In the wake of Kim Jong Il’s unexpected death in late 2011, it seems increasingly clear to me that the United Nations – and, of course, the United States – has a renewed interest in the policies and intentions of the Democratic People’s Republic of Korea (DPRK). Last February, for example, the Obama administration – in an effort to thwart an impending nuclear arms escalation – agreed to provide 240,000 metric tons of “nutritional assistance” to the impoverished nation in exchange for North Korea’s acceptance of a moratorium on nuclear testing. While this suggests that the relationship between both countries has improved in recent months, long-term diplomatic agreements between the United States and the DPRK remain elusive.
Seen in this light, Victor Cha’s incisive study, The Impossible State: North Korea, Past and Future, is a timely and authoritative new book that examines the country’s historic and belligerent relationship with the U.S. After all, most readers are surprised to learn in the opening chapters that the United States, in effect, is still at war with the DPRK. Briefly stated, a cease-fire – not a Peace Treaty – ended the Korean War in 1953, and as a result U.S. relations with the North Korean leadership – which is considered to be the most enigmatic and brutal regime on earth – has been unstable ever since.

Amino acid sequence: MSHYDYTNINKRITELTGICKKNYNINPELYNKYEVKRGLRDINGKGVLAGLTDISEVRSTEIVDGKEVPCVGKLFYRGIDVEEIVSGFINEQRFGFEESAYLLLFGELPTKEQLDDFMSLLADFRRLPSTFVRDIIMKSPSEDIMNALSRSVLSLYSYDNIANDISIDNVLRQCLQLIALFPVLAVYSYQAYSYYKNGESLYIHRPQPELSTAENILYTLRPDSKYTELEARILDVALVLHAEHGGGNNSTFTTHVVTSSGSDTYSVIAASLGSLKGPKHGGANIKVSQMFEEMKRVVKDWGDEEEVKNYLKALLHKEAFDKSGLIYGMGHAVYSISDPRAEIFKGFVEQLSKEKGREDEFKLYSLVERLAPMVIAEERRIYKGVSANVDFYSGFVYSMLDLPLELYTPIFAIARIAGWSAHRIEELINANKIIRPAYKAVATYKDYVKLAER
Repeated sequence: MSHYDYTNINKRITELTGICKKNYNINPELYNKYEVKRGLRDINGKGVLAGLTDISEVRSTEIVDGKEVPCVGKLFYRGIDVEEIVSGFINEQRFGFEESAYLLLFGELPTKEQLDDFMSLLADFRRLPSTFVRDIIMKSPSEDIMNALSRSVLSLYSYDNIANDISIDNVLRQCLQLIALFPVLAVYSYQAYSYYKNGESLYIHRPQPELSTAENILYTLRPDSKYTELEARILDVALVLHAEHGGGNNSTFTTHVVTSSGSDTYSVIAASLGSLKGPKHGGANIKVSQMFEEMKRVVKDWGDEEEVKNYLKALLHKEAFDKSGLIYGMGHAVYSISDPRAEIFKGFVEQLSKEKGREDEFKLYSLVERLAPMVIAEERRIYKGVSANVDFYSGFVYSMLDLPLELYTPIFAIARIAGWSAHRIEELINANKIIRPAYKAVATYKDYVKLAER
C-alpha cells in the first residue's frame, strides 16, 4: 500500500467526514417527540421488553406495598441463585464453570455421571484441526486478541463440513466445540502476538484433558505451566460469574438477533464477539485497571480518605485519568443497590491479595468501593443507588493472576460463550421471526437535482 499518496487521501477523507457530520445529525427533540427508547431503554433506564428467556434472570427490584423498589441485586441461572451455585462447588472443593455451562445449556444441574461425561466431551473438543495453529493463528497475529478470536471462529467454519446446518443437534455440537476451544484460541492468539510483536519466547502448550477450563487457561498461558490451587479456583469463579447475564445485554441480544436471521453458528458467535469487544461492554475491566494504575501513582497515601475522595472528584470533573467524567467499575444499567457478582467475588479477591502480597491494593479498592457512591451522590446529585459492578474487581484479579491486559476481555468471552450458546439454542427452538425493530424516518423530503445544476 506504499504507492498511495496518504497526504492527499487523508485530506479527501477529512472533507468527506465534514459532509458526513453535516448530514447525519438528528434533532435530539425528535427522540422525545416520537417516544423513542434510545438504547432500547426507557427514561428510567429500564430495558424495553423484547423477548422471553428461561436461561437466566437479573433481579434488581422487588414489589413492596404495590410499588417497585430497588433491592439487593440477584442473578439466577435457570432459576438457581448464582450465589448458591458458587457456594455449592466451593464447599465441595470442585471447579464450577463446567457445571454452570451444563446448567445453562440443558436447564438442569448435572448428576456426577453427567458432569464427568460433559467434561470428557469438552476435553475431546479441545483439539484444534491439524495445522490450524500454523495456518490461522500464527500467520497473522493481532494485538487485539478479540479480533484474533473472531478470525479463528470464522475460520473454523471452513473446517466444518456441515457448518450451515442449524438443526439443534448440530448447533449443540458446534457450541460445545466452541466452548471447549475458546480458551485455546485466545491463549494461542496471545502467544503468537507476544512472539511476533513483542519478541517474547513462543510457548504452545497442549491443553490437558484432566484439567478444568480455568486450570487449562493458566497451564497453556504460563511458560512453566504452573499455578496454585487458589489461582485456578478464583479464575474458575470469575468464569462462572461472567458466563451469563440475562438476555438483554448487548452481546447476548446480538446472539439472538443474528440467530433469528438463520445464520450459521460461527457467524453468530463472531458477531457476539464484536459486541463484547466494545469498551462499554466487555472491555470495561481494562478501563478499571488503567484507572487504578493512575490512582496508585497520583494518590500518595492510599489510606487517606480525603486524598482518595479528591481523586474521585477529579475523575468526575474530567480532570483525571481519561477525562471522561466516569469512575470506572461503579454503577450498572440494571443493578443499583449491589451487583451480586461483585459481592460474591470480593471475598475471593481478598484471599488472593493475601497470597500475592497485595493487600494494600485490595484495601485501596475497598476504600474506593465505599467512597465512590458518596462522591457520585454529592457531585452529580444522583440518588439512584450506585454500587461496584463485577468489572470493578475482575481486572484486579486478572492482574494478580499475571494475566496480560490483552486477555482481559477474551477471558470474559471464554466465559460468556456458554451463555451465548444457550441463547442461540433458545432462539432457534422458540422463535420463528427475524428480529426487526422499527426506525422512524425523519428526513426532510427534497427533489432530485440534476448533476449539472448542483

Professor Cha, an acclaimed scholar who served as the National Security Council (NSC) director of Asian affairs during the Bush administration, argues that the transition of power from the late dictator to his third son, Kim Jong Un, poses significant problems for the United States. Indeed, as a relic of the Cold War, the DPRK has survived – and at times thrived – for decades in isolation when many of the world’s most totalitarian and sadistic regimes have collapsed. And paradoxically, while the Arab Spring has swept through many parts of the globe, most notably in Africa and the Middle East, North Korea’s oligarchs continue to maintain absolute control over their hapless subjects. Dr. Cha persuasively asserts, however, that the next President of the United States (whomever that may be), will face a major crisis of governance in the region before leaving office.
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